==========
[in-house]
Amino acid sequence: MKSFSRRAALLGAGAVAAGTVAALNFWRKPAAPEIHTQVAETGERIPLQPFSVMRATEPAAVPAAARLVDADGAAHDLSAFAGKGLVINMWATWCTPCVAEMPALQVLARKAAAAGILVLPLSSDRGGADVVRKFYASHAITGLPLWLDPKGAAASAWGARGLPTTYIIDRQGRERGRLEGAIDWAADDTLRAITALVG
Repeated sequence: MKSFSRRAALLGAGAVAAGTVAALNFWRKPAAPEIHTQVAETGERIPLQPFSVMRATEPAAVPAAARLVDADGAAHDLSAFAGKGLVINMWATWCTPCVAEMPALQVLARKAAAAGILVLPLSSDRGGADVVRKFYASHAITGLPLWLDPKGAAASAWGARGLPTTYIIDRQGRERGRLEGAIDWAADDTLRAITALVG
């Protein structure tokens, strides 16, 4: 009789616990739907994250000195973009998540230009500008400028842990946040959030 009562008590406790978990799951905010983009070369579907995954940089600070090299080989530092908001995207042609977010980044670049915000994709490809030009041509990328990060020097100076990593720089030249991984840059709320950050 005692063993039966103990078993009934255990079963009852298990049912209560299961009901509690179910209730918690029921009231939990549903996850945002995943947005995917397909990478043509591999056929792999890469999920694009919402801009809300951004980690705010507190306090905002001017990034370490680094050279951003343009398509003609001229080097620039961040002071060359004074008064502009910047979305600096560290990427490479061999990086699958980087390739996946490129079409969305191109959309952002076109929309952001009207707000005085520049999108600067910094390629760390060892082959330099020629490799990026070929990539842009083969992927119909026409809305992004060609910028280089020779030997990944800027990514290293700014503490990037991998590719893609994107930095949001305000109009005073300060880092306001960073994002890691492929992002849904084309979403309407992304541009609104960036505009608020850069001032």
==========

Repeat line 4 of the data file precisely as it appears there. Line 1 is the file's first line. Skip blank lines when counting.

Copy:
């Protein structure tokens, strides 16, 4: 009789616990739907994250000195973009998540230009500008400028842990946040959030 009562008590406790978990799951905010983009070369579907995954940089600070090299080989530092908001995207042609977010980044670049915000994709490809030009041509990328990060020097100076990593720089030249991984840059709320950050 005692063993039966103990078993009934255990079963009852298990049912209560299961009901509690179910209730918690029921009231939990549903996850945002995943947005995917397909990478043509591999056929792999890469999920694009919402801009809300951004980690705010507190306090905002001017990034370490680094050279951003343009398509003609001229080097620039961040002071060359004074008064502009910047979305600096560290990427490479061999990086699958980087390739996946490129079409969305191109959309952002076109929309952001009207707000005085520049999108600067910094390629760390060892082959330099020629490799990026070929990539842009083969992927119909026409809305992004060609910028280089020779030997990944800027990514290293700014503490990037991998590719893609994107930095949001305000109009005073300060880092306001960073994002890691492929992002849904084309979403309407992304541009609104960036505009608020850069001032």